Saturday, October 24

TikTok says ‘no communication’ from Pakistan on why platform remains blocked

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Islamabad, Islamabad High Court calls on telecoms regulator to explain reasons for banning the app۔ Company hints at investing in Pakistan if the ban if its services are unblocked. Chinese social media application TikTok said on Saturday it “received no communication” on why its service remains blocked in Pakistan despite recent engagement with the country’s telecommunications regulator.
The Pakistan Telecommunication Authority (PTA) announced on Oct. 9 that it had banned the popular app over failing to remove “immoral” content from its platform.
On Monday, the telecommunications regulator said representatives of TikTok held a virtual meeting with PTA officials at to arrive at a “mutually acceptable mechanism” for the app to be unbanned in Pakistan. The ban, however, remains in place.
“After TikTok was blocked in Pakistan, we continued to engage with the PTA to demonstrate our commitment to comply with local laws and further enhance our content moderation capacity,” TikTok spokesman said in a statement.
“Though the PTA acknowledged and appreciated these efforts, our services remain blocked in the country and we have received no communication from PTA.”
Also on Saturday, the Islamabad High Court (IHC) directed the PTA to present a senior officer at the next hearing of a petition filed against the TikTok ban. While hearing the petition against the ban on Thursday, the court issued notices to PTA, the federal government and the ministry of information technology and telecommunication over the decision to block TikTok.
Chief Justice Athar Minallah asked PTA to explain reasons for the move.
“In this way the entire internet will have to be shut down,” he said, reminding PTA that the court had already directed the regulator to frame rules to exercise its powers under the Pakistan Electronic Crimes Act 2016, which PTA had failed to do.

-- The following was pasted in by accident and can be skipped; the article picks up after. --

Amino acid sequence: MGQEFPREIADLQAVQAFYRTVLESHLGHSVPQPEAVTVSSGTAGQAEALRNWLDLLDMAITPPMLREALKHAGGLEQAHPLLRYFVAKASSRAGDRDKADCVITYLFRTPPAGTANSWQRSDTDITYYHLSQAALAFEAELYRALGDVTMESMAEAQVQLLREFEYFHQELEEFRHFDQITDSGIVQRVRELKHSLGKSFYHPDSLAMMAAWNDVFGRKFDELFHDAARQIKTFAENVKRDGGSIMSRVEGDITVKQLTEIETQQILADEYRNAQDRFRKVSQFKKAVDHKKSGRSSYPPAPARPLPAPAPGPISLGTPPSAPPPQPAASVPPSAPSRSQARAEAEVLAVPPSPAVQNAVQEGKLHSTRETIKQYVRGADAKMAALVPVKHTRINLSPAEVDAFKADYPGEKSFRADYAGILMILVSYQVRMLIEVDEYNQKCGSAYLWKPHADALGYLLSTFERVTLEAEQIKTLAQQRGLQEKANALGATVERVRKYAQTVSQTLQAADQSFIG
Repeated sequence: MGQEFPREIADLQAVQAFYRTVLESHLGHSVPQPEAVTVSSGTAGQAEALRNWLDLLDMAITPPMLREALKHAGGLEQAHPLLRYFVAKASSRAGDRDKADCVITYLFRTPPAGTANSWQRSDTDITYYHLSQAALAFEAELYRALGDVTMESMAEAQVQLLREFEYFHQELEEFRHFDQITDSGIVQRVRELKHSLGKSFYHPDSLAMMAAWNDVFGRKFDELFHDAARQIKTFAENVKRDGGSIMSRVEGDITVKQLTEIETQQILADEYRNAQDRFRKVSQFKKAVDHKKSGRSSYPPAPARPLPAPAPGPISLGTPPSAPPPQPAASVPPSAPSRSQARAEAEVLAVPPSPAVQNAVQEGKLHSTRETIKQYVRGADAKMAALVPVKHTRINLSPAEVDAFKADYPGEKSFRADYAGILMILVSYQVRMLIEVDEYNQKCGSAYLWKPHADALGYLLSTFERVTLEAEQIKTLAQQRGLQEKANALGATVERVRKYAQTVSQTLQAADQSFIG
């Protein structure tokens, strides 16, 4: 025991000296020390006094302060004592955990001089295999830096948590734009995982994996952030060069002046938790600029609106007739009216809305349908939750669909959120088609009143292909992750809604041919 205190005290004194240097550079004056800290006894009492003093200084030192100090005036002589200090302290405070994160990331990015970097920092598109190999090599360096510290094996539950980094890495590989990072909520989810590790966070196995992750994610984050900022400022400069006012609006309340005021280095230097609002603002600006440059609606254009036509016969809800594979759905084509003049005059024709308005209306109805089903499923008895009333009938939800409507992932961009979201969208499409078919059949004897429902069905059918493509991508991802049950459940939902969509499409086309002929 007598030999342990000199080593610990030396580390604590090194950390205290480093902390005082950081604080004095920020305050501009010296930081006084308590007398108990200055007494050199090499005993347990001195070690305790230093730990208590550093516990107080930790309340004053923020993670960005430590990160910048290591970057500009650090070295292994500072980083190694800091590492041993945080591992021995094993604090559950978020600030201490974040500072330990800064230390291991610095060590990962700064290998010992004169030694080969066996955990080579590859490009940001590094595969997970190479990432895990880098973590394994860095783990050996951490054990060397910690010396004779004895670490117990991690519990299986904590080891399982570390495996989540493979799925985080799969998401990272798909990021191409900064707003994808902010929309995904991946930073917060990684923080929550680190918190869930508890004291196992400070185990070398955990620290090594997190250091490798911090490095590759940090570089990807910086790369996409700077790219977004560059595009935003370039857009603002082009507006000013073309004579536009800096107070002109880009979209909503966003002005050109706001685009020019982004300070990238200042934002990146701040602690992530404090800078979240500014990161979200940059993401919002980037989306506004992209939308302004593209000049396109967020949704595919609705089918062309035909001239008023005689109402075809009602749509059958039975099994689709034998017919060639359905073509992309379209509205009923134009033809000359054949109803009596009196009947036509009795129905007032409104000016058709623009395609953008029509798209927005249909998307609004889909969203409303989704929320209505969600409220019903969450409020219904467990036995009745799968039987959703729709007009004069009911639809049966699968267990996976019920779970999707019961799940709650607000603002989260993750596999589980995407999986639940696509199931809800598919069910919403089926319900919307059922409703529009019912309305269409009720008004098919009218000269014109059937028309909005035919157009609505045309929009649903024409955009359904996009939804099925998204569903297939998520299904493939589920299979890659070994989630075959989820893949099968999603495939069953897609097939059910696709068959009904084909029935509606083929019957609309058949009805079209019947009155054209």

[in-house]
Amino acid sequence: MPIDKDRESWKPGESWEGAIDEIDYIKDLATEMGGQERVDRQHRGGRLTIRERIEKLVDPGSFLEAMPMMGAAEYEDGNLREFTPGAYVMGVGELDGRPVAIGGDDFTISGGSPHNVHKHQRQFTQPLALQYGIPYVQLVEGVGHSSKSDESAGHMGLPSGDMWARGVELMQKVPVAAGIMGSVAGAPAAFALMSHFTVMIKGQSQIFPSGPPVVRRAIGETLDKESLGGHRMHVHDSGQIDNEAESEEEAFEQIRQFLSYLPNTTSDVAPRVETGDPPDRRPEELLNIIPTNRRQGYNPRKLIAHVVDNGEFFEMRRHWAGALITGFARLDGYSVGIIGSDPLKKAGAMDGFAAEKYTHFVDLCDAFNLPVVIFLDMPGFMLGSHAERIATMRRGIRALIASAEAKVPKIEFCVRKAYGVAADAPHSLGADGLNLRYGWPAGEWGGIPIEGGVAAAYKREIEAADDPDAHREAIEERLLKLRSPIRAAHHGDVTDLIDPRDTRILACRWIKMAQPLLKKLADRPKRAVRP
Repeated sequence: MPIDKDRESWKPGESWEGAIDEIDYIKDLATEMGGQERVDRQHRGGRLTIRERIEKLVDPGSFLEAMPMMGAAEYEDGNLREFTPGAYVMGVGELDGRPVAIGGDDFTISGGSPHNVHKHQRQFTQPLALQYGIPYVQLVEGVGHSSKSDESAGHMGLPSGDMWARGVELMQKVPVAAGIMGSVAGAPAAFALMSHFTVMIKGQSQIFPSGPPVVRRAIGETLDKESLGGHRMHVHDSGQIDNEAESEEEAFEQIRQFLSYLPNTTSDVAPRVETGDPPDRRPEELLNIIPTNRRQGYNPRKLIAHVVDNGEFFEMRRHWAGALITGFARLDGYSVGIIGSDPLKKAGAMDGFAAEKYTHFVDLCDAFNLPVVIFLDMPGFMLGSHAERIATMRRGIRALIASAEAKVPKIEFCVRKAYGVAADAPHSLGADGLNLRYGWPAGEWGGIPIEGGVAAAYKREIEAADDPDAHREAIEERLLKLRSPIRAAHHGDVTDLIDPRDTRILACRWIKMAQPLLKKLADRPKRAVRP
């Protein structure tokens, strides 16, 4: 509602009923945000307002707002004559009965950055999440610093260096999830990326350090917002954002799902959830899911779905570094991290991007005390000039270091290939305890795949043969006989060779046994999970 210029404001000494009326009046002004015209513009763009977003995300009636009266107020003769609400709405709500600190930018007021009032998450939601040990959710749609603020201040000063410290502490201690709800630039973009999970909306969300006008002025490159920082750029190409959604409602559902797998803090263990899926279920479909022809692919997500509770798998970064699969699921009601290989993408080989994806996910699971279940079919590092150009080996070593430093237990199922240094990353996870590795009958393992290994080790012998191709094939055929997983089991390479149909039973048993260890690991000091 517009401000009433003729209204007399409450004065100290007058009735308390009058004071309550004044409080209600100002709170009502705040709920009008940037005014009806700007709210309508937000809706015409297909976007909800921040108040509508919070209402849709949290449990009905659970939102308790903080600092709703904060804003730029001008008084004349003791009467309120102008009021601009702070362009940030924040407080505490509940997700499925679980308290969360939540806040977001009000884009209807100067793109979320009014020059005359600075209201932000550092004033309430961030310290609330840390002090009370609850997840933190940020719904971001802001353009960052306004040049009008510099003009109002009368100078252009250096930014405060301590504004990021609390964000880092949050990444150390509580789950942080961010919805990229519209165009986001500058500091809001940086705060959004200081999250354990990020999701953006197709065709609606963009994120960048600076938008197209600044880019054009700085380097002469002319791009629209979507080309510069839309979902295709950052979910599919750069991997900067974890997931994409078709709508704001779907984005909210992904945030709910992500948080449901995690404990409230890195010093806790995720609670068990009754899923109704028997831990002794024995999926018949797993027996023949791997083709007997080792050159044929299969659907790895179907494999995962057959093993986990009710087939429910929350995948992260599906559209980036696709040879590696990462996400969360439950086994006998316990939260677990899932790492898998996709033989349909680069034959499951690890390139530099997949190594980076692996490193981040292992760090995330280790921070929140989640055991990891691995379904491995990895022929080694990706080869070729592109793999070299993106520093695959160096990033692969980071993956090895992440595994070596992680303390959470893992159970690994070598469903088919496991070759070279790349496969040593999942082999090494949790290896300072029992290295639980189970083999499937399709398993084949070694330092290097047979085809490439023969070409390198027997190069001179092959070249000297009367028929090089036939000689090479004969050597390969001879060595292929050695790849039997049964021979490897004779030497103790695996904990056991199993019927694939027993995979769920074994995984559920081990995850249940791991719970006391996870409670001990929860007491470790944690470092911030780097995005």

The court also appointed president of the Pakistan Federal Union of Journalists, Shehzada Zulfiqar, vice chairman of the Pakistan Bar Council, Abid Saqi, journalist Mazhar Abbas and former information minister Javed Jabbar as amici to assist the court on the issue of the banning of online platforms and its implications for freedom of expression and speech and right to access information.
In August, Pakistan blocked five dating apps, namely Tinder, Tagged, Skout, Grinder and SayHi. On July 21, PTA said it had banned the Singaporean live-streaming app Bigo over “immoral, obscene and vulgar content” and issued a last warning to Tiktok for “similar” reasons. Bigo was subsequently unbanned. The hugely popular online game PUBG also remained banned in Pakistan through July.
In September, PTA said it had approached TikTok to immediately block “objectionable content” available on its platform in Pakistan and prevent the use of its platform “for disseminating illegal content.”
“PTA has done so keeping in view the negative effects of indecent/immoral/nude content available on the platform,” PTA said in a statement. “In addition, the platform has been directed to put in place an effective content monitoring and moderation mechanism to proactively remove indecent/immoral content failing which necessary action will be taken under the law.”
In its August transparency report, TikTok has said Pakistan was one of five markets in the world with the largest volume of videos removed due to breach of community guidelines and terms of service.
In its Saturday statement, TikTok hinted that if the ban is lifted, it may invest in the local market: “If the Government of Pakistan decides to reopen access to our services in the future, we can assess our allocation of resources to this market.”

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